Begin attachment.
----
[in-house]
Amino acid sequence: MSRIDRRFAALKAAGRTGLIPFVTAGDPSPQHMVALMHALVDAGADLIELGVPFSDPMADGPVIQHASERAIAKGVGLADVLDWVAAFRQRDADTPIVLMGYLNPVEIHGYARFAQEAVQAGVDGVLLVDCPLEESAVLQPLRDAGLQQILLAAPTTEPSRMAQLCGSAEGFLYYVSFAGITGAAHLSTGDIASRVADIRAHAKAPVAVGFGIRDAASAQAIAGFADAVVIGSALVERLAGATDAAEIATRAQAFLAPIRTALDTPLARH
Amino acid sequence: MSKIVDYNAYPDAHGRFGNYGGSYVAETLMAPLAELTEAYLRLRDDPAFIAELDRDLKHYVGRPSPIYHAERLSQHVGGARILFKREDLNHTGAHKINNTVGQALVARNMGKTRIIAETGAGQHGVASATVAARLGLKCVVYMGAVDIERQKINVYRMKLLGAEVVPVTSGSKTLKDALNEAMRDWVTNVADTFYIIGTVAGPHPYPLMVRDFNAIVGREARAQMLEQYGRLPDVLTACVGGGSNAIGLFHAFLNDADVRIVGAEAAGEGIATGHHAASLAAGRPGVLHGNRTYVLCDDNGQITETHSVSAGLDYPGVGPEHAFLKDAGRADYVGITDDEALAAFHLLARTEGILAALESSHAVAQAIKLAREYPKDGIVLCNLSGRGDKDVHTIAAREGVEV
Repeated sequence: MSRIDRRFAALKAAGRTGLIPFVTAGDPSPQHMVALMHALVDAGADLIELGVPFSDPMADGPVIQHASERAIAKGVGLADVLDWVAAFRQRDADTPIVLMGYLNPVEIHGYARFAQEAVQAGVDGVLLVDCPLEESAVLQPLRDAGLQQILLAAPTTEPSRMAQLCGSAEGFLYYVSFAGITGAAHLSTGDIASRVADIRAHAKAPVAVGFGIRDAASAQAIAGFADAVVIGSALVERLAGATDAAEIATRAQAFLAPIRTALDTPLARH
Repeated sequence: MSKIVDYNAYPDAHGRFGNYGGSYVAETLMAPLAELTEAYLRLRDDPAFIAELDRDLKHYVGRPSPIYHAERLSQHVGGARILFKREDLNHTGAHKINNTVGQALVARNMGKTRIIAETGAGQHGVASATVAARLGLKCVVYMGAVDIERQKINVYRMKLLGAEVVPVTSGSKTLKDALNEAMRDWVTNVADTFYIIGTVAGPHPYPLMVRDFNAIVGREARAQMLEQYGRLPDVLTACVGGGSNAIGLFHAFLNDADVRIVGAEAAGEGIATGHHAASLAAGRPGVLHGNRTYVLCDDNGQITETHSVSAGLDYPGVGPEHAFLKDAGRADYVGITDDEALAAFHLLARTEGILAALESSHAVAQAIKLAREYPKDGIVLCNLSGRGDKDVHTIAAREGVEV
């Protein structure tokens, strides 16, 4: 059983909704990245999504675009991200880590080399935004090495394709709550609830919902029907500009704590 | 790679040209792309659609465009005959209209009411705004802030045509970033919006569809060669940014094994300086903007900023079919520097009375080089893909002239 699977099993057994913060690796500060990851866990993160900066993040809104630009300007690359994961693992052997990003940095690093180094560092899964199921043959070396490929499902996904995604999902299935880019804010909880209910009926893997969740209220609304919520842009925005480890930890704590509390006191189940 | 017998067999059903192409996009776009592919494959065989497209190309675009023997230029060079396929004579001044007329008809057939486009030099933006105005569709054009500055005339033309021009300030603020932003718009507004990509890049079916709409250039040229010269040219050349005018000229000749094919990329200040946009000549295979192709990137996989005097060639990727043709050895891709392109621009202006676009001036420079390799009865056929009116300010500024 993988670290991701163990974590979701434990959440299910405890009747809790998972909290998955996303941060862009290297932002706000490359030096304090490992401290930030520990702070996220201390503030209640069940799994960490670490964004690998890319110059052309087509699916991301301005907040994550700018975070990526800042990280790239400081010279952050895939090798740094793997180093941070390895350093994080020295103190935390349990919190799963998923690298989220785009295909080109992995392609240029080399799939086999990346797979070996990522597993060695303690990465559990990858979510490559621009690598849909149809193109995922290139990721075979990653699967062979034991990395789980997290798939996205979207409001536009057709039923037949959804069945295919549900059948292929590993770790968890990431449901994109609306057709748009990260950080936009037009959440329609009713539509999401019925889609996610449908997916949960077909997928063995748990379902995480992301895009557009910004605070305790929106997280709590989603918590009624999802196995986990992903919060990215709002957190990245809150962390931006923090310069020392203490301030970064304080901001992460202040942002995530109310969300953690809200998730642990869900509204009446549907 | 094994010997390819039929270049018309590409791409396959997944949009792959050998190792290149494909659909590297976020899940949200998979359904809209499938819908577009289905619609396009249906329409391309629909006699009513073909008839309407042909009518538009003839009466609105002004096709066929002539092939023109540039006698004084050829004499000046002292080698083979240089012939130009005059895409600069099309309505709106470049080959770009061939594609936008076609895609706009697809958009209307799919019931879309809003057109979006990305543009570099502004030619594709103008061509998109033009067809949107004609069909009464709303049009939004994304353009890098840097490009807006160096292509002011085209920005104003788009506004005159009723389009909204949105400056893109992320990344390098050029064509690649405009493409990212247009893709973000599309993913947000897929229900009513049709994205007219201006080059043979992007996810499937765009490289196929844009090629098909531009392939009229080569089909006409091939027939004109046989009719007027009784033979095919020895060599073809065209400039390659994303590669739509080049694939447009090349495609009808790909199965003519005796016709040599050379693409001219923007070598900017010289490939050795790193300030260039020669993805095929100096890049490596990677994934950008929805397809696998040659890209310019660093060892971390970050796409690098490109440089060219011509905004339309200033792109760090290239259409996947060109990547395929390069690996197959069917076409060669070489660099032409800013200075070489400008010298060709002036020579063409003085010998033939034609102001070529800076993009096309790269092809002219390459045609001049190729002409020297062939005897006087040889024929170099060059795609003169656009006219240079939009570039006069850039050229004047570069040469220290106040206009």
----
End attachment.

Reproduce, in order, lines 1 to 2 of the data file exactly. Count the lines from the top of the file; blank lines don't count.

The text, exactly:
[in-house]
Amino acid sequence: MSRIDRRFAALKAAGRTGLIPFVTAGDPSPQHMVALMHALVDAGADLIELGVPFSDPMADGPVIQHASERAIAKGVGLADVLDWVAAFRQRDADTPIVLMGYLNPVEIHGYARFAQEAVQAGVDGVLLVDCPLEESAVLQPLRDAGLQQILLAAPTTEPSRMAQLCGSAEGFLYYVSFAGITGAAHLSTGDIASRVADIRAHAKAPVAVGFGIRDAASAQAIAGFADAVVIGSALVERLAGATDAAEIATRAQAFLAPIRTALDTPLARH